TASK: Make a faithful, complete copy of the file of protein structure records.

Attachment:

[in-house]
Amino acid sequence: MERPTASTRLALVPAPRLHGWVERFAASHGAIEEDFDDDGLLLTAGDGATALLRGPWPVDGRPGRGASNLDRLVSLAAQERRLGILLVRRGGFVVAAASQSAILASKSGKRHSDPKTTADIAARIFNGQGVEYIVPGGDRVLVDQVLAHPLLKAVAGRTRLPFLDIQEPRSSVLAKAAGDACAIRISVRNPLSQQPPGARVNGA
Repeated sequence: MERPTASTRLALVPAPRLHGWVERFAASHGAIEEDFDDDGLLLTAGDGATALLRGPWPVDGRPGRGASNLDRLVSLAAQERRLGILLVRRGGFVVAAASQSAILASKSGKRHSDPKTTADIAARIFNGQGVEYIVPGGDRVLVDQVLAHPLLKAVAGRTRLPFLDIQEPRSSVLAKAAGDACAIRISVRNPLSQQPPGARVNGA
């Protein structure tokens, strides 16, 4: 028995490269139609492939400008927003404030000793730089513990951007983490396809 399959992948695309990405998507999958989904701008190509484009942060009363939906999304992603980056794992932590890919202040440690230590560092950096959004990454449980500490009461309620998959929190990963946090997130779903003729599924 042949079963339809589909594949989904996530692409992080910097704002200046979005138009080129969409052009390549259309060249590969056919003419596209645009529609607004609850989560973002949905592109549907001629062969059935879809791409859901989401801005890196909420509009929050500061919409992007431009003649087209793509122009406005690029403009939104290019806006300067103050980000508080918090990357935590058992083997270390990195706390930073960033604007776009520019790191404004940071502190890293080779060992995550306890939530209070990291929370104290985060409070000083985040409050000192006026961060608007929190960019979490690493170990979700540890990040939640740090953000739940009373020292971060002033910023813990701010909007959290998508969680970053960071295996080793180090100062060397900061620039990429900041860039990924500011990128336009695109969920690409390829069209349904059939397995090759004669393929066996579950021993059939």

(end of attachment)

[in-house]
Amino acid sequence: MERPTASTRLALVPAPRLHGWVERFAASHGAIEEDFDDDGLLLTAGDGATALLRGPWPVDGRPGRGASNLDRLVSLAAQERRLGILLVRRGGFVVAAASQSAILASKSGKRHSDPKTTADIAARIFNGQGVEYIVPGGDRVLVDQVLAHPLLKAVAGRTRLPFLDIQEPRSSVLAKAAGDACAIRISVRNPLSQQPPGARVNGA
Repeated sequence: MERPTASTRLALVPAPRLHGWVERFAASHGAIEEDFDDDGLLLTAGDGATALLRGPWPVDGRPGRGASNLDRLVSLAAQERRLGILLVRRGGFVVAAASQSAILASKSGKRHSDPKTTADIAARIFNGQGVEYIVPGGDRVLVDQVLAHPLLKAVAGRTRLPFLDIQEPRSSVLAKAAGDACAIRISVRNPLSQQPPGARVNGA
């Protein structure tokens, strides 16, 4: 028995490269139609492939400008927003404030000793730089513990951007983490396809 399959992948695309990405998507999958989904701008190509484009942060009363939906999304992603980056794992932590890919202040440690230590560092950096959004990454449980500490009461309620998959929190990963946090997130779903003729599924 042949079963339809589909594949989904996530692409992080910097704002200046979005138009080129969409052009390549259309060249590969056919003419596209645009529609607004609850989560973002949905592109549907001629062969059935879809791409859901989401801005890196909420509009929050500061919409992007431009003649087209793509122009406005690029403009939104290019806006300067103050980000508080918090990357935590058992083997270390990195706390930073960033604007776009520019790191404004940071502190890293080779060992995550306890939530209070990291929370104290985060409070000083985040409050000192006026961060608007929190960019979490690493170990979700540890990040939640740090953000739940009373020292971060002033910023813990701010909007959290998508969680970053960071295996080793180090100062060397900061620039990429900041860039990924500011990128336009695109969920690409390829069209349904059939397995090759004669393929066996579950021993059939």